Cycle News

Cycle News 2016 Issue 30 August 2

Cycle News is a weekly magazine that covers all aspects of motorcycling including Supercross, Motocross and MotoGP as well as new motorcycles

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Page 119 of 119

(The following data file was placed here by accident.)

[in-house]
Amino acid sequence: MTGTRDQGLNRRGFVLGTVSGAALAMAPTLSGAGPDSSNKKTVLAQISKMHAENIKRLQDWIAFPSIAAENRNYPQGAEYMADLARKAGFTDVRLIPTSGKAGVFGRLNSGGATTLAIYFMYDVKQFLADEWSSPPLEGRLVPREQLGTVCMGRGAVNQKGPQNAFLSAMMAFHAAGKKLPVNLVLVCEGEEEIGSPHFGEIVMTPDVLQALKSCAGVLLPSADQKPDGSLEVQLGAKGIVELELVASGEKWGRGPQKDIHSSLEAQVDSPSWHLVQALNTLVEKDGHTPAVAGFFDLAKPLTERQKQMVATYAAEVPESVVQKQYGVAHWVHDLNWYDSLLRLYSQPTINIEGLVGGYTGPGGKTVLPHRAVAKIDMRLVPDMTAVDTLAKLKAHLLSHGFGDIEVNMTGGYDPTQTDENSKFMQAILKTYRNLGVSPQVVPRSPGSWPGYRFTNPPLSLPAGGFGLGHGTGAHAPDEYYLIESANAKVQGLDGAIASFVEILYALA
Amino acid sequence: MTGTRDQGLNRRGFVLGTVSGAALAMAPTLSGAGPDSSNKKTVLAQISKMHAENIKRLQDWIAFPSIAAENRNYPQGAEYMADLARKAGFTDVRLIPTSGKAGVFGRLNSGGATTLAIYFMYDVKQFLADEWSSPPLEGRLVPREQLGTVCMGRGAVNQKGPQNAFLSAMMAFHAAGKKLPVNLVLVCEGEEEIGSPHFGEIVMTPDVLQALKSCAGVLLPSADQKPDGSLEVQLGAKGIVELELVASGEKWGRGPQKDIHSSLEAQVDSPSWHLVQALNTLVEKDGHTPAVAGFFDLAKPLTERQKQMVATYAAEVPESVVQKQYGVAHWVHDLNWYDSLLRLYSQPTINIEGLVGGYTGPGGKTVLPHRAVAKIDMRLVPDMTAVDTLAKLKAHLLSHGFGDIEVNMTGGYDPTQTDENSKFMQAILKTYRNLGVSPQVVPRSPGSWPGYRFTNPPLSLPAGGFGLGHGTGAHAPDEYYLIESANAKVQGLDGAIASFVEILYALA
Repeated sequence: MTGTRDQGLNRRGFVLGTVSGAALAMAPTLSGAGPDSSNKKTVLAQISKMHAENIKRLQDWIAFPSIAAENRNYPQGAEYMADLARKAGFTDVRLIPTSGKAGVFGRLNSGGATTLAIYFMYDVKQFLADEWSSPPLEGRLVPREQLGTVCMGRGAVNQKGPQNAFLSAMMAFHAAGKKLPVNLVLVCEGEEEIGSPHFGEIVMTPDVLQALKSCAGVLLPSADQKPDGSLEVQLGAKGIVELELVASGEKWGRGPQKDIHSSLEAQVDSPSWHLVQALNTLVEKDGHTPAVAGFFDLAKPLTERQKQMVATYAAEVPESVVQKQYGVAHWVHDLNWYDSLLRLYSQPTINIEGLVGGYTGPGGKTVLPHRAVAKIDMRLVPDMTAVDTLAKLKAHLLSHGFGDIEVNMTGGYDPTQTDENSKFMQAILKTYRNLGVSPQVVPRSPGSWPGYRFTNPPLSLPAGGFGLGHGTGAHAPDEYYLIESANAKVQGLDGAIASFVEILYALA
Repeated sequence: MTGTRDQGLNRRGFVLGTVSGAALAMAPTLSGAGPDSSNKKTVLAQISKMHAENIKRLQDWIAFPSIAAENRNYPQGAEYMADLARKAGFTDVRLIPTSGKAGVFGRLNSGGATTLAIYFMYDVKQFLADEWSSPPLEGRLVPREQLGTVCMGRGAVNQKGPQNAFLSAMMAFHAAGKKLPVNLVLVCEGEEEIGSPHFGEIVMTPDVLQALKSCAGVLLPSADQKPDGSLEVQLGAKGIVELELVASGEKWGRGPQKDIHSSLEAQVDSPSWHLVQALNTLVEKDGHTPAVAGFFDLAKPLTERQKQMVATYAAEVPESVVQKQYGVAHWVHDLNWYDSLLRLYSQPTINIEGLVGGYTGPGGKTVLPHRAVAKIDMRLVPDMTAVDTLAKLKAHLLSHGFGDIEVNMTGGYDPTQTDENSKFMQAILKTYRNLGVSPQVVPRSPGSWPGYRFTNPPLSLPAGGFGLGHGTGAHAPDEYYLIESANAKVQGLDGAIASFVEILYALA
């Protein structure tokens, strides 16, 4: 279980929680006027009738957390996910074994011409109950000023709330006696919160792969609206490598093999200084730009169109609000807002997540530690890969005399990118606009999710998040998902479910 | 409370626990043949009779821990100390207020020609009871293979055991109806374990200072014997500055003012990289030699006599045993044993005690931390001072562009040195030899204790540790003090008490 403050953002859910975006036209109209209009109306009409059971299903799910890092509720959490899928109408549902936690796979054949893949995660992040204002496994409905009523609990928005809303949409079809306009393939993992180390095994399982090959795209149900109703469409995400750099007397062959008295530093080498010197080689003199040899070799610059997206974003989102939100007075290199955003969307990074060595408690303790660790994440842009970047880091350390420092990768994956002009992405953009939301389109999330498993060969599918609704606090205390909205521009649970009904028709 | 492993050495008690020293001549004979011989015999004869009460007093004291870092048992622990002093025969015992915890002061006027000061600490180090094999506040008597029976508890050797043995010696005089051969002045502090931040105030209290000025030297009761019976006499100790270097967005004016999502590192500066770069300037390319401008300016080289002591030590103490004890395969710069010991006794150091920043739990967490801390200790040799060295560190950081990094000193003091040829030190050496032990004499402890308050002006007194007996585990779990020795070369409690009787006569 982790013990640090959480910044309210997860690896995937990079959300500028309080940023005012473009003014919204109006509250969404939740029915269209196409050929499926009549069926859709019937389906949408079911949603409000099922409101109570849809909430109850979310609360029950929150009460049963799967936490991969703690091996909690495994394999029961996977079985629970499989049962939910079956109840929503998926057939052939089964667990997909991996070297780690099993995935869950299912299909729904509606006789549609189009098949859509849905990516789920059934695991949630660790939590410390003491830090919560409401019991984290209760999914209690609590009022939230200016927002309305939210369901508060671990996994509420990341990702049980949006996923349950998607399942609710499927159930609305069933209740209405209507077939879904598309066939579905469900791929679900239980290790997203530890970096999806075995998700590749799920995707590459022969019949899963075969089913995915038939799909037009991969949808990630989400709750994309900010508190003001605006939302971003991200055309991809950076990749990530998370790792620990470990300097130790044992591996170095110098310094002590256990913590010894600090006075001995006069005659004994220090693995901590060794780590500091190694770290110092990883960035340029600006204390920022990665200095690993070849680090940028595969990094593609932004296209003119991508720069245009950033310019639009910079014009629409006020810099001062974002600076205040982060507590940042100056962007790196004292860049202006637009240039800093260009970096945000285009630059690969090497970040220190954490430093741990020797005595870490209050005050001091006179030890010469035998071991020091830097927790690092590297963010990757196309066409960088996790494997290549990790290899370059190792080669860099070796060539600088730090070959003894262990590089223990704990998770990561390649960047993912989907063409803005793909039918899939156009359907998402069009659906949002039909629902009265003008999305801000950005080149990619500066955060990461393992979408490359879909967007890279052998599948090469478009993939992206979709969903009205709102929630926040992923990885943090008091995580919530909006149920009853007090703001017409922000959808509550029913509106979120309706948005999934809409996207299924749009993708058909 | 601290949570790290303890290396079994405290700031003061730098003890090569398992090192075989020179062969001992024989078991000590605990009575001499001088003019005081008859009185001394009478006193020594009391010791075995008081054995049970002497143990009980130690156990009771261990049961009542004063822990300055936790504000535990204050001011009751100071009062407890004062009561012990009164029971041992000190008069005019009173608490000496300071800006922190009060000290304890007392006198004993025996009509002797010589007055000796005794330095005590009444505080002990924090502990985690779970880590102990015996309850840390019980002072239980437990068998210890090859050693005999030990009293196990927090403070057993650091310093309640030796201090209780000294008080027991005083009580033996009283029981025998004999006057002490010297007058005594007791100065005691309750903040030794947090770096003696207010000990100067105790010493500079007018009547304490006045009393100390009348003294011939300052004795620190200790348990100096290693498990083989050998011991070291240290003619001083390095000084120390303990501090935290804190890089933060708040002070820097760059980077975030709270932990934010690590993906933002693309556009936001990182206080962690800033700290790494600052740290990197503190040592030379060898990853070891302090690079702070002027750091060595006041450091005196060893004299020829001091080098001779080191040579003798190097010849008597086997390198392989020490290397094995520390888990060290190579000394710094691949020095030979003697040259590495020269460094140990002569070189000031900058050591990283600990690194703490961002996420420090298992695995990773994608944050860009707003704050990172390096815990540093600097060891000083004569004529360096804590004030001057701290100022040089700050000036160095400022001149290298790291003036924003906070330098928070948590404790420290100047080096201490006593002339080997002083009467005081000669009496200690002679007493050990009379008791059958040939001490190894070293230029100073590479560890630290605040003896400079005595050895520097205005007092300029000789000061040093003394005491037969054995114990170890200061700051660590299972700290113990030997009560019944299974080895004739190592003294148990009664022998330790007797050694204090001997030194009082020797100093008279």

VOL. 53 ISSUE 30 AUGUST 2, 2016 P119 sights set on 360 mph in his E-Z Hook liner. Sam's first pass was a mind-blowing 355 mph, but the frenzy quickly quieted with the next radio message: the E-Z Hook liner had gone down. Much to everyone's relief, Sam was okay. He blew a front tire and fortunately had the chute out be- fore the liner went on its side and skidded to a stop. The most heart- breaking of all was the fact that Sam could not back up his record- breaking time (you have two hours to complete a return run, and your final score is an average of the two passes). He had the fastest unofficial time of the meet, and arguably the fastest motorcycle in the world, yet he would not make it into the record books. It was the fastest speed Wheeler would ever reach in his E-Z Hook liner. It seemed so unfair, yet Sam took it all in stride. He had a Co- ors Light in his hand and a smile on his face by the time the wreck- age of his pristine streamliner had been towed back to the pits. I was fascinated with this quiet, brilliant man that everyone had such praise for. He didn't have much to say about himself at the event, and wouldn't volunteer much information about his E-Z Hook effort except to thank ev- eryone who helped him, namely Terry Kizer (aka Mr. Turbo). Several months later I tracked Sam down at his shop in Arca- dia, California to do a follow-up story. I told him I wanted to find out what's next for him and the "unofficial" fastest motorcycle in the world. "I wish I knew," he replied. He welcomed me to his shop within the E-Z Hook office building where he worked as an engineer for over 20 years. His streamliner lay dormant in a small, windowless room in the corner, as humble and quiet as he was. It still bore the skid marks along the entire right side of the body, and beside it were the shredded remains of the ill-fated front tire. Behind it on a shelf were two crumbling clay models—exact scale replicas of his streamliner. "This is the one they tested un- der water," Wheeler said. "And this one they tested in the wind tunnel." "They" was a group of graduate students at nearby Caltech, who were involved with the design of his streamliner. Against the much larger and far more powerful motorcycle streamliners, Sam em- ployed a different tactic. He spent less time on a dyno and more time in a wind tunnel to find his speed. It was working, except that it left him with a limited front-wheel size and subsequently fewer options. It wasn't as simple as just finding a new front tire, since there were literally no more in existence for his particular application. He had moved on to considering a com- posite front wheel—an idea that would require a lot of research and development. Before the front wheel issue, Sam explained they had a prob- lem getting the chute to deploy. For some reason, it wouldn't come out at speed. They even resorted to installing a shotgun firing mechanism. He finally discovered it was the negative air pressure behind the streamliner preventing the flaps from open- ing. He solved that problem, and many others to that point, but now needed to figure out a solu- tion to his front tire problem. "It must be infuriating to have done all that work just to be held back by one wheel," I remarked. It was then that Sam said something I never forgot. "You're always going to have a limiting factor." He said it so matter-of-factly. It's true about land speed racing, and it's true about life, and the pursuit of any goal. You always have one limiting factor. You have to find it, solve it, and take the next step. Repeat as needed. Land speed racing is per- petual problem solving, break- ing through limits and reaching uncharted territory. It takes a brilliant, meticulous, patient and passionate mind to do it—a mind like Sam Wheeler's. His death is a shocking and tragic loss to the entire land speed racing community, not only be- cause of his remarkable mind, but because of his kind, humble and humorous personality. I'm honored to say I got to raise a few pints with Sam. It was a privilege to know him, even for a short while. Godspeed, Sam. CN

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